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PUMA (ETR:PUM) Has More To Do To Multiply In Value Going Forward

To find a multi-bagger stock, what are the underlying trends we should look for in a business? One common approach is to try and find a company with returns on capital employed (ROCE) that are increasing, in conjunction with a growing amount of capital employed. Basically this means that a company has profitable initiatives that it can continue to reinvest in, which is a trait of a compounding machine. With that in mind, the ROCE of PUMA (ETR:PUM) looks decent, right now, so lets see what the trend of returns can tell us.

What Is Return On Capital Employed (ROCE)?

Just to clarify if you're unsure, ROCE is a metric for evaluating how much pre-tax income (in percentage terms) a company earns on the capital invested in its business. To calculate this metric for PUMA, this is the formula:

Return on Capital Employed = Earnings Before Interest and Tax (EBIT) ÷ (Total Assets - Current Liabilities)

0.14 = €596m ÷ (€6.8b - €2.6b) (Based on the trailing twelve months to March 2024).

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So, PUMA has an ROCE of 14%. That's a relatively normal return on capital, and it's around the 12% generated by the Luxury industry.

View our latest analysis for PUMA

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In the above chart we have measured PUMA's prior ROCE against its prior performance, but the future is arguably more important. If you'd like, you can check out the forecasts from the analysts covering PUMA for free.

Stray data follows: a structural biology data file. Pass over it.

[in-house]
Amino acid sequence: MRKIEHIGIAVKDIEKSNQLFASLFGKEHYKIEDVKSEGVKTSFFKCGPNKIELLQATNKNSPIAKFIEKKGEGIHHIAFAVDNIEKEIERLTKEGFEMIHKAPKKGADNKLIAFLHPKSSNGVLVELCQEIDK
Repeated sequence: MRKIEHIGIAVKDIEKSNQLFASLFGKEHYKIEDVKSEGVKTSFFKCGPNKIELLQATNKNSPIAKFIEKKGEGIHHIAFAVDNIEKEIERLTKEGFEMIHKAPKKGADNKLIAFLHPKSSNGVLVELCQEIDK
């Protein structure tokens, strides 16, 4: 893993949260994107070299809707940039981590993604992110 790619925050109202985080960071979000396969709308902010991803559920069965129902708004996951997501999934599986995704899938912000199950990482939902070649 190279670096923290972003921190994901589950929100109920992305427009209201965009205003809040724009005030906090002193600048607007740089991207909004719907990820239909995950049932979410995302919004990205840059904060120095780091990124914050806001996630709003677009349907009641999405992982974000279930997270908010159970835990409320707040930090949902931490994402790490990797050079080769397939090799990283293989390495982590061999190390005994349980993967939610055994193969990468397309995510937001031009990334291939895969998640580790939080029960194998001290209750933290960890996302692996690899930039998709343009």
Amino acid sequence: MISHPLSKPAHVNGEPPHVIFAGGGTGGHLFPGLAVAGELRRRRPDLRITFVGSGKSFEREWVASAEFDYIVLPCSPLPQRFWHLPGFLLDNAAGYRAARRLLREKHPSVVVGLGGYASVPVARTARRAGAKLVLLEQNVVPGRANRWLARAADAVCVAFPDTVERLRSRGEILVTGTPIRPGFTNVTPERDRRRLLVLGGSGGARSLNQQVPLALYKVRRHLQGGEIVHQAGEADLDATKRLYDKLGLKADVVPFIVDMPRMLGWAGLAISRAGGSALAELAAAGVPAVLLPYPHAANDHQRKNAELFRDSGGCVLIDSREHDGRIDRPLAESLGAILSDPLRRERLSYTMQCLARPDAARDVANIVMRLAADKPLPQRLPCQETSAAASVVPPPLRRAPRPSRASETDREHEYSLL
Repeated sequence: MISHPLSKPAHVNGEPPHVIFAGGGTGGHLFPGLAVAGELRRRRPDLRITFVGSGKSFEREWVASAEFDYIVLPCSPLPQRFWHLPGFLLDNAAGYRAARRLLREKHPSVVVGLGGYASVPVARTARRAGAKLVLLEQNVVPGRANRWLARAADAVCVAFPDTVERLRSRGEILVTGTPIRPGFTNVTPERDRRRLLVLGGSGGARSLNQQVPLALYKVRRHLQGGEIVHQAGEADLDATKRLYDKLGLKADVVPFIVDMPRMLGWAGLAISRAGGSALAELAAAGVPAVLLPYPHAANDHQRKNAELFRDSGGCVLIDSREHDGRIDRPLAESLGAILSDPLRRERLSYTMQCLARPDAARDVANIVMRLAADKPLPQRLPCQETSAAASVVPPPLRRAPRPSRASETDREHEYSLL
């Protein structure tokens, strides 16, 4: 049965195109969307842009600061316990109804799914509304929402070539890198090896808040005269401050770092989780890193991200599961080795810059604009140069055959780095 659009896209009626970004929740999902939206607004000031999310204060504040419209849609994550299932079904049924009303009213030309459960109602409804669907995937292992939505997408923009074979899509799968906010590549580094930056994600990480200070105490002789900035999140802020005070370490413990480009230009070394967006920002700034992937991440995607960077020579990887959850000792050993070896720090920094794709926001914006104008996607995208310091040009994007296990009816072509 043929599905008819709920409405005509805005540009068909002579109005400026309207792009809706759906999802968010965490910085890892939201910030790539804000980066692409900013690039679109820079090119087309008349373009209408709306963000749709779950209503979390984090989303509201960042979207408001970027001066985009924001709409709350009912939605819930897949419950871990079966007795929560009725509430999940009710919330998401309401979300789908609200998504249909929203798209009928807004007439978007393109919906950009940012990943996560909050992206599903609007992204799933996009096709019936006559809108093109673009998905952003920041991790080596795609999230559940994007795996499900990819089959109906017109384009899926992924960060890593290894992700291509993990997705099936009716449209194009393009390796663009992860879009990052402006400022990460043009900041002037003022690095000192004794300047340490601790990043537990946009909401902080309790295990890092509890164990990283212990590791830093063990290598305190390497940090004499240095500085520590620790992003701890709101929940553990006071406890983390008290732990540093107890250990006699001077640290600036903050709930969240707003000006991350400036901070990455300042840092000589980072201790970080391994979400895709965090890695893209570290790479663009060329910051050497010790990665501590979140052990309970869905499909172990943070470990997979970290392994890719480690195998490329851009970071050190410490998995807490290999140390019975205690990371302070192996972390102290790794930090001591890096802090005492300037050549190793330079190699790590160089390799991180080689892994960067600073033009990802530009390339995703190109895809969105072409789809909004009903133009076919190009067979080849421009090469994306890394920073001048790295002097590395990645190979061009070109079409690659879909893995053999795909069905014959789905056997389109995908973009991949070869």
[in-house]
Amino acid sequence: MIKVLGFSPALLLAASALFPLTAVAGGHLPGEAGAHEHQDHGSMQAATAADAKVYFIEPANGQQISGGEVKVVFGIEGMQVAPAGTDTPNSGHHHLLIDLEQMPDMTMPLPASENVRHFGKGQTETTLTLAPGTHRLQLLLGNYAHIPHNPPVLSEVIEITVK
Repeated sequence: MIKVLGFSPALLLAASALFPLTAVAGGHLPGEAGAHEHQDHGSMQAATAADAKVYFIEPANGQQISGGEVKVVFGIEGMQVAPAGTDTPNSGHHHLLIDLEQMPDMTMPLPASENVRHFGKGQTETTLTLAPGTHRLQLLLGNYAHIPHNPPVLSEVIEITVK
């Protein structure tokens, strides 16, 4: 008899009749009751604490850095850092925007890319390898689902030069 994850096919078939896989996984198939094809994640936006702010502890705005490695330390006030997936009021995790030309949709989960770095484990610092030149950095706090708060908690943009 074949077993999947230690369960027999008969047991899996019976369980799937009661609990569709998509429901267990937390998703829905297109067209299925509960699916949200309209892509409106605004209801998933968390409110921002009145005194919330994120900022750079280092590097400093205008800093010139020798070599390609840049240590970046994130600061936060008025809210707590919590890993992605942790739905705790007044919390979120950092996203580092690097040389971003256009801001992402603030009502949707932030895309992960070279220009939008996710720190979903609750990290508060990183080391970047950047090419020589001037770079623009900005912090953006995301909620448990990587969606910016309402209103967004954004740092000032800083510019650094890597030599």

How Are Returns Trending?

While the returns on capital are good, they haven't moved much. The company has consistently earned 14% for the last five years, and the capital employed within the business has risen 57% in that time. 14% is a pretty standard return, and it provides some comfort knowing that PUMA has consistently earned this amount. Stable returns in this ballpark can be unexciting, but if they can be maintained over the long run, they often provide nice rewards to shareholders.

What We Can Learn From PUMA's ROCE

In the end, PUMA has proven its ability to adequately reinvest capital at good rates of return. However, over the last five years, the stock hasn't provided much growth to shareholders in the way of total returns. That's why we think it'd be worthwhile to look further into this stock given the fundamentals are appealing.

If you want to continue researching PUMA, you might be interested to know about the 1 warning sign that our analysis has discovered.

While PUMA isn't earning the highest return, check out this free list of companies that are earning high returns on equity with solid balance sheets.

Have feedback on this article? Concerned about the content? Get in touch with us directly. Alternatively, email editorial-team (at) simplywallst.com.

This article by Simply Wall St is general in nature. We provide commentary based on historical data and analyst forecasts only using an unbiased methodology and our articles are not intended to be financial advice. It does not constitute a recommendation to buy or sell any stock, and does not take account of your objectives, or your financial situation. We aim to bring you long-term focused analysis driven by fundamental data. Note that our analysis may not factor in the latest price-sensitive company announcements or qualitative material. Simply Wall St has no position in any stocks mentioned.